What makes a healthy place?

By Hunter Design

In 2022, we embarked on an ambitious, global research project that took us right the way around the world. From Copenhagen and New York to the far-flung reaches of Asia and Polynesia, our strategy team travelled with a singular question in mind: what makes a great place?

The journey involved spending time in eight cities and six continents. We spoke to placemakers, architects, community members, local residents, and more.

Four core themes emerged, common to all eight places. Spanning global health, definitions of luxury, emotional magnetism, and physical interactivity, this article focuses on the first, and arguably the most important of these in a ‘post-pandemic’ world - health.

Today, the buzzwords of ‘wellbeing’, ‘wellness’, ‘sustainability’, ‘eco’, and ‘regenerative’ lay heavily on the imperatives of developers and placemakers.

All around the world, they are charged with the questions: Will this place be good for people? Will this place be good for the planet?

Of course, these two questions are asking different things.

However, in recent years their interconnectivity has become ever more apparent: the joint human and environmental benefits of installing greenery are better understood; mobility has become an issue of saving the planet as well as progressing the human; and the language of ‘wellbeing’ and ‘welfare’ has been applied just as much to the natural world as it has us.

All around the world, developers, architects, housebuilders, urban planners, and placemakers are rising to the challenge.

Their task? It’s nothing short of saving the world – from public health crises, and from climate disaster.

In this article we posit five factors for how places around the world are building health – both personal and environmental – into the DNA of their designs.

1. Mobility:

If ever there was a sector that unites the fates of human and planetary health, it’s mobility. Today transport accounts for around 30% of the world’s carbon emissions, and as we stand on the brink of climate crisis, that needs to change quickly.

Copenhagen is a great example of how the simplest solutions can be the most effective. Next to its reputation for quality baked goods and beautiful harbour houses, the city is well known for its active cycling culture. As of 2021, around 40% of all trips in the Danish city were made by bicycle, which is in part facilitated by its vast network of cycle paths.

What makes Copenhagen’s cycle network different is that the paths are in-built into the city’s infrastructural DNA – never just tacked onto existing roads as an afterthought.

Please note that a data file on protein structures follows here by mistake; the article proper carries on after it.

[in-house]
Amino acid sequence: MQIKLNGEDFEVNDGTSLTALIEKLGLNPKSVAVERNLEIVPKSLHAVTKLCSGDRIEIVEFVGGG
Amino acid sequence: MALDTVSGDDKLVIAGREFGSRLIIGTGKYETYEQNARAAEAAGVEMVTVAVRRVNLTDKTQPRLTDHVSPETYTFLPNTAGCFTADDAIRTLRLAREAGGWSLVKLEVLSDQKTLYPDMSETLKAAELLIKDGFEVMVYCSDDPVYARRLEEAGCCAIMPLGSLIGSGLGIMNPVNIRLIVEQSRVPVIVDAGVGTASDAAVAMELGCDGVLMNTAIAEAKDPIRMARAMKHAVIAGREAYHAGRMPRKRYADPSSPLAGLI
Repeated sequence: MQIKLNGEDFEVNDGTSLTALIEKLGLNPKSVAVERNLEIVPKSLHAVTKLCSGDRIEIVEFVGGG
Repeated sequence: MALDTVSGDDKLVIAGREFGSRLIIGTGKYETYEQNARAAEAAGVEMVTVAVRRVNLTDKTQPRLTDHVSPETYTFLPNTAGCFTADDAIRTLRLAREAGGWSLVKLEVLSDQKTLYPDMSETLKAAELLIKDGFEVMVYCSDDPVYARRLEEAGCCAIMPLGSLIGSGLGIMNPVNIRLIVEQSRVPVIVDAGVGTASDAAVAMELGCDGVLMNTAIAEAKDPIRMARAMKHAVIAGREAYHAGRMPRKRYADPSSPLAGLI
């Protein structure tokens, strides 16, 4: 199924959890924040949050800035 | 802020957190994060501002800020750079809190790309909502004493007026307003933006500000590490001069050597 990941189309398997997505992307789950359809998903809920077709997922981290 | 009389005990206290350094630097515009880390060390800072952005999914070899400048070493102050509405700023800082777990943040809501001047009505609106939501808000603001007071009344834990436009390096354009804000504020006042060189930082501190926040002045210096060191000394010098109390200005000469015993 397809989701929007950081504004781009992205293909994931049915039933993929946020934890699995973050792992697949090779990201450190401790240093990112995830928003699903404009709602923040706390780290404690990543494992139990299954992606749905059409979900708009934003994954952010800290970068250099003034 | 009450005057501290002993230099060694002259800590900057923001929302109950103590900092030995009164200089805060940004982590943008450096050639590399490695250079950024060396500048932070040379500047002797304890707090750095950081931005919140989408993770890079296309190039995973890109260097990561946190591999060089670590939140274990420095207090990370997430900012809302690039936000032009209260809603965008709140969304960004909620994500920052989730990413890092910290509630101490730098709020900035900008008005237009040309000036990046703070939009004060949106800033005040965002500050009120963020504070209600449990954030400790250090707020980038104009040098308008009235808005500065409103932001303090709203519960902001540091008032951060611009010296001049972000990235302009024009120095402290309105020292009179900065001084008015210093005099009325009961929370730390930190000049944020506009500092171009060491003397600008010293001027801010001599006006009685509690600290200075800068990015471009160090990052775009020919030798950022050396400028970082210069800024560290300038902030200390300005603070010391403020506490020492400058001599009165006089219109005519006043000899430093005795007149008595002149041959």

Robert Martin, Head of Mobility at JAJA Architects in Denmark, presides over the future of the city’s transport network. In his words, “The healthy body and healthy city go hand-in-hand. One of the great things about getting a city cycling is that you have a fitter population, simply through passive exercise.”

Indeed, a concept as simple as designing a ‘healthy city’ can ensure that the right plans and cultural principles are embedded from the get go.

2. Post-pandemic wellness

We are not quite living in a post-pandemic world, and yet much of our technologies, habits, and behaviours already look considerably different to how they did four years ago. In particular, it’s clear that the global public health crisis has renewed societal interest in individual health.

While these interests were firmly in place before 2020, our collective experience of the pandemic has added nuance to the way we view health: ‘social distancing’ has entered our vocabulary; personal hygiene and public cleanliness have become a priority.

In this world of evolving needs, public spaces have had to adapt. COVID-19 has provoked wider discussions among local authorities around the world about the provision of public convenience facilities.

A notable contributor to the craft of toilet placemaking is Tokyo. A culture already renowned for its cleanliness and high-tech approach to hygiene, renewed effort has recently been put into improving Tokyo’s public toilet offering. Funded by the Nippon Foundation, the Tokyo Toilet Project is currently at work to deliver 17 public toilet facilities in the Shibuya district, prioritising cleanliness, accessibility, and safety.

Interestingly, the Japanese project has also chosen to invest in the architecture and design of the facilities – going to show that public conveniences can be just as much a source of pride and beauty as they can public health.

3. Mindfulness 

We’re living in a world that is now more conscious of our collective mental health than it ever has been before. Mental wellbeing has become an acknowledged part of individual health, and while there are still stigmas to be broken down, any guardians of places would do wisely to place mental health in the centre of their planning and development.

One overlooked area is the contribution that can be made to communities by the presence of libraries.

When we spent time in New South Wales, we discovered a library boom taking place.